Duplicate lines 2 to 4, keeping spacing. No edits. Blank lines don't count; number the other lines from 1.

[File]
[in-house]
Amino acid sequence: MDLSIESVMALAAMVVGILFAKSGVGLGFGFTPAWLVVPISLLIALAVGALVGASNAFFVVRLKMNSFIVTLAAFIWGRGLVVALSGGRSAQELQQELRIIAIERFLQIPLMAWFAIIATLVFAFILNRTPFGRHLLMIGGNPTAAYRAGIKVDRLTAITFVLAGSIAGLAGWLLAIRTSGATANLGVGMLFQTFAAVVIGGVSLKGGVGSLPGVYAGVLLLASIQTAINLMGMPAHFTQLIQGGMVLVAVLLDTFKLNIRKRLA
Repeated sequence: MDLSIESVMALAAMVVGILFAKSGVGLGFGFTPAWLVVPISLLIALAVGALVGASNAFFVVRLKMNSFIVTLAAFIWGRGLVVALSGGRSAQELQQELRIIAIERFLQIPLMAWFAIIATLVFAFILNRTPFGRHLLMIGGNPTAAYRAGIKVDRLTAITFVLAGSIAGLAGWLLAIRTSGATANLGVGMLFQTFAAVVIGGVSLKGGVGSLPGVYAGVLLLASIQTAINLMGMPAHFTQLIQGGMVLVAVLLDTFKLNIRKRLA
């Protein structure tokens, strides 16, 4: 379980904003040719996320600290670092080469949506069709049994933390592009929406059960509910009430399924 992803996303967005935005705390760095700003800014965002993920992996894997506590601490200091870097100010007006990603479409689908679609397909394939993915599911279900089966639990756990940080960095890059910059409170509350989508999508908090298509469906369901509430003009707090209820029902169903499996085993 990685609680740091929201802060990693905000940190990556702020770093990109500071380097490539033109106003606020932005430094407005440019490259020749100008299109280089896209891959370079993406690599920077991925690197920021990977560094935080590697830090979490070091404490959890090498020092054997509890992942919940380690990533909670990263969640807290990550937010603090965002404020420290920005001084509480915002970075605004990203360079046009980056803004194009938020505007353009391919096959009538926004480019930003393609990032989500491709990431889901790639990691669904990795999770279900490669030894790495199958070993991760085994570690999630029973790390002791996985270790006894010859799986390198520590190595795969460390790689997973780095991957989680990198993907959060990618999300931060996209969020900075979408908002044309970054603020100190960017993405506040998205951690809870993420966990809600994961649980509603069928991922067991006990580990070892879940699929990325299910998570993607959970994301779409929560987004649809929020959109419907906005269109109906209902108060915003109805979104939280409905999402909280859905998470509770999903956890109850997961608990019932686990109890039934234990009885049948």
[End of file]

Amino acid sequence: MDLSIESVMALAAMVVGILFAKSGVGLGFGFTPAWLVVPISLLIALAVGALVGASNAFFVVRLKMNSFIVTLAAFIWGRGLVVALSGGRSAQELQQELRIIAIERFLQIPLMAWFAIIATLVFAFILNRTPFGRHLLMIGGNPTAAYRAGIKVDRLTAITFVLAGSIAGLAGWLLAIRTSGATANLGVGMLFQTFAAVVIGGVSLKGGVGSLPGVYAGVLLLASIQTAINLMGMPAHFTQLIQGGMVLVAVLLDTFKLNIRKRLA
Repeated sequence: MDLSIESVMALAAMVVGILFAKSGVGLGFGFTPAWLVVPISLLIALAVGALVGASNAFFVVRLKMNSFIVTLAAFIWGRGLVVALSGGRSAQELQQELRIIAIERFLQIPLMAWFAIIATLVFAFILNRTPFGRHLLMIGGNPTAAYRAGIKVDRLTAITFVLAGSIAGLAGWLLAIRTSGATANLGVGMLFQTFAAVVIGGVSLKGGVGSLPGVYAGVLLLASIQTAINLMGMPAHFTQLIQGGMVLVAVLLDTFKLNIRKRLA
């Protein structure tokens, strides 16, 4: 379980904003040719996320600290670092080469949506069709049994933390592009929406059960509910009430399924 992803996303967005935005705390760095700003800014965002993920992996894997506590601490200091870097100010007006990603479409689908679609397909394939993915599911279900089966639990756990940080960095890059910059409170509350989508999508908090298509469906369901509430003009707090209820029902169903499996085993 990685609680740091929201802060990693905000940190990556702020770093990109500071380097490539033109106003606020932005430094407005440019490259020749100008299109280089896209891959370079993406690599920077991925690197920021990977560094935080590697830090979490070091404490959890090498020092054997509890992942919940380690990533909670990263969640807290990550937010603090965002404020420290920005001084509480915002970075605004990203360079046009980056803004194009938020505007353009391919096959009538926004480019930003393609990032989500491709990431889901790639990691669904990795999770279900490669030894790495199958070993991760085994570690999630029973790390002791996985270790006894010859799986390198520590190595795969460390790689997973780095991957989680990198993907959060990618999300931060996209969020900075979408908002044309970054603020100190960017993405506040998205951690809870993420966990809600994961649980509603069928991922067991006990580990070892879940699929990325299910998570993607959970994301779409929560987004649809929020959109419907906005269109109906209902108060915003109805979104939280409905999402909280859905998470509770999903956890109850997961608990019932686990109890039934234990009885049948």